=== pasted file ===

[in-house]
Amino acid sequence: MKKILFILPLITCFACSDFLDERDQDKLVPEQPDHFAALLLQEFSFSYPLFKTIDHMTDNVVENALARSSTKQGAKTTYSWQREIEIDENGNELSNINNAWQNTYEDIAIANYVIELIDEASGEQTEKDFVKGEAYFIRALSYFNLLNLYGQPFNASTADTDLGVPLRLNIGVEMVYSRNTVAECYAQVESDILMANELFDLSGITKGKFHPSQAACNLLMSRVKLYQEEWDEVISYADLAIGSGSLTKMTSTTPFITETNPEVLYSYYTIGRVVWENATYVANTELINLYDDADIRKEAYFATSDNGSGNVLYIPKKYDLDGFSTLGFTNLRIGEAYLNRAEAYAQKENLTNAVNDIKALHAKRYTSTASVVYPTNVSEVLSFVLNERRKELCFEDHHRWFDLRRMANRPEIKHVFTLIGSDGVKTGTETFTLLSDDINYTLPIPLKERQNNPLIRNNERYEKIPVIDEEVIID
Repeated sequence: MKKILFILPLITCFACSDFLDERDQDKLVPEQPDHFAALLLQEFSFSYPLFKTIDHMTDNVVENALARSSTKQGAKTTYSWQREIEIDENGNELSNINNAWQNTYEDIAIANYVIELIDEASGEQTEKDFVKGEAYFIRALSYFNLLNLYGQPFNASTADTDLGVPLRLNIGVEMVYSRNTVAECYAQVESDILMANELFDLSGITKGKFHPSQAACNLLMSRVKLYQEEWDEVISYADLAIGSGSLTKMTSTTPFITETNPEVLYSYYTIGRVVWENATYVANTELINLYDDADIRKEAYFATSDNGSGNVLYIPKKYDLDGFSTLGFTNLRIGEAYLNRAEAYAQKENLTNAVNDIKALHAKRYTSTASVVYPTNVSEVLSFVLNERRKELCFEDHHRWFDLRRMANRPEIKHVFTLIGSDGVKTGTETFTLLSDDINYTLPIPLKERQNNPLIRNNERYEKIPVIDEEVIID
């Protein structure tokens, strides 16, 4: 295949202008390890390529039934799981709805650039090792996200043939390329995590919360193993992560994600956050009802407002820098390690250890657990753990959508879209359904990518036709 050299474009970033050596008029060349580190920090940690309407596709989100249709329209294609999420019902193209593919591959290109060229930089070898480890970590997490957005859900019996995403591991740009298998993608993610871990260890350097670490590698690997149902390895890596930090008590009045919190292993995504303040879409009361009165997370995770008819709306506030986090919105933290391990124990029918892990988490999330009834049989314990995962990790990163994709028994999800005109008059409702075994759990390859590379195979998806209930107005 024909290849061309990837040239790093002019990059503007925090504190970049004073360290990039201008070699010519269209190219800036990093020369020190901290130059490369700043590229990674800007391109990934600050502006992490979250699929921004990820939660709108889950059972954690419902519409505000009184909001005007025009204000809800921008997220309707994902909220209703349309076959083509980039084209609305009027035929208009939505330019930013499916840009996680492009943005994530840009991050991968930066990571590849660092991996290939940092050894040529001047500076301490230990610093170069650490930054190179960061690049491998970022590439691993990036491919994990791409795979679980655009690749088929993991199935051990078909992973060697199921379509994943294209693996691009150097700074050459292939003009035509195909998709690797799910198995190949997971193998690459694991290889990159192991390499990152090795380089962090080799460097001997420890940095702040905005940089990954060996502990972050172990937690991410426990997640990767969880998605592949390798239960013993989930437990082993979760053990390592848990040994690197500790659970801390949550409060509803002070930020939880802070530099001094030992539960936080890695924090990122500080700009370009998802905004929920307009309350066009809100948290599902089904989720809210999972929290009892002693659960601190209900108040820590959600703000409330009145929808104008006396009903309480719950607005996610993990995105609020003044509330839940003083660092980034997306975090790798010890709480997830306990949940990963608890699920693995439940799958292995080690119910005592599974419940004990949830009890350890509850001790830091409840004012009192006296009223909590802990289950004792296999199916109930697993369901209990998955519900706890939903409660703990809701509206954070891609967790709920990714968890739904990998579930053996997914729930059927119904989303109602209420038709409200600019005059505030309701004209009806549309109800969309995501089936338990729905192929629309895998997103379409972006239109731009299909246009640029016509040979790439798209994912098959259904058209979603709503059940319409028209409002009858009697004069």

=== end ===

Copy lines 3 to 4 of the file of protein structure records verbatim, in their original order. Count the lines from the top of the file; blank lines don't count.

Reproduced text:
Repeated sequence: MKKILFILPLITCFACSDFLDERDQDKLVPEQPDHFAALLLQEFSFSYPLFKTIDHMTDNVVENALARSSTKQGAKTTYSWQREIEIDENGNELSNINNAWQNTYEDIAIANYVIELIDEASGEQTEKDFVKGEAYFIRALSYFNLLNLYGQPFNASTADTDLGVPLRLNIGVEMVYSRNTVAECYAQVESDILMANELFDLSGITKGKFHPSQAACNLLMSRVKLYQEEWDEVISYADLAIGSGSLTKMTSTTPFITETNPEVLYSYYTIGRVVWENATYVANTELINLYDDADIRKEAYFATSDNGSGNVLYIPKKYDLDGFSTLGFTNLRIGEAYLNRAEAYAQKENLTNAVNDIKALHAKRYTSTASVVYPTNVSEVLSFVLNERRKELCFEDHHRWFDLRRMANRPEIKHVFTLIGSDGVKTGTETFTLLSDDINYTLPIPLKERQNNPLIRNNERYEKIPVIDEEVIID
């Protein structure tokens, strides 16, 4: 295949202008390890390529039934799981709805650039090792996200043939390329995590919360193993992560994600956050009802407002820098390690250890657990753990959508879209359904990518036709 050299474009970033050596008029060349580190920090940690309407596709989100249709329209294609999420019902193209593919591959290109060229930089070898480890970590997490957005859900019996995403591991740009298998993608993610871990260890350097670490590698690997149902390895890596930090008590009045919190292993995504303040879409009361009165997370995770008819709306506030986090919105933290391990124990029918892990988490999330009834049989314990995962990790990163994709028994999800005109008059409702075994759990390859590379195979998806209930107005 024909290849061309990837040239790093002019990059503007925090504190970049004073360290990039201008070699010519269209190219800036990093020369020190901290130059490369700043590229990674800007391109990934600050502006992490979250699929921004990820939660709108889950059972954690419902519409505000009184909001005007025009204000809800921008997220309707994902909220209703349309076959083509980039084209609305009027035929208009939505330019930013499916840009996680492009943005994530840009991050991968930066990571590849660092991996290939940092050894040529001047500076301490230990610093170069650490930054190179960061690049491998970022590439691993990036491919994990791409795979679980655009690749088929993991199935051990078909992973060697199921379509994943294209693996691009150097700074050459292939003009035509195909998709690797799910198995190949997971193998690459694991290889990159192991390499990152090795380089962090080799460097001997420890940095702040905005940089990954060996502990972050172990937690991410426990997640990767969880998605592949390798239960013993989930437990082993979760053990390592848990040994690197500790659970801390949550409060509803002070930020939880802070530099001094030992539960936080890695924090990122500080700009370009998802905004929920307009309350066009809100948290599902089904989720809210999972929290009892002693659960601190209900108040820590959600703000409330009145929808104008006396009903309480719950607005996610993990995105609020003044509330839940003083660092980034997306975090790798010890709480997830306990949940990963608890699920693995439940799958292995080690119910005592599974419940004990949830009890350890509850001790830091409840004012009192006296009223909590802990289950004792296999199916109930697993369901209990998955519900706890939903409660703990809701509206954070891609967790709920990714968890739904990998579930053996997914729930059927119904989303109602209420038709409200600019005059505030309701004209009806549309109800969309995501089936338990729905192929629309895998997103379409972006239109731009299909246009640029016509040979790439798209994912098959259904058209979603709503059940319409028209409002009858009697004069």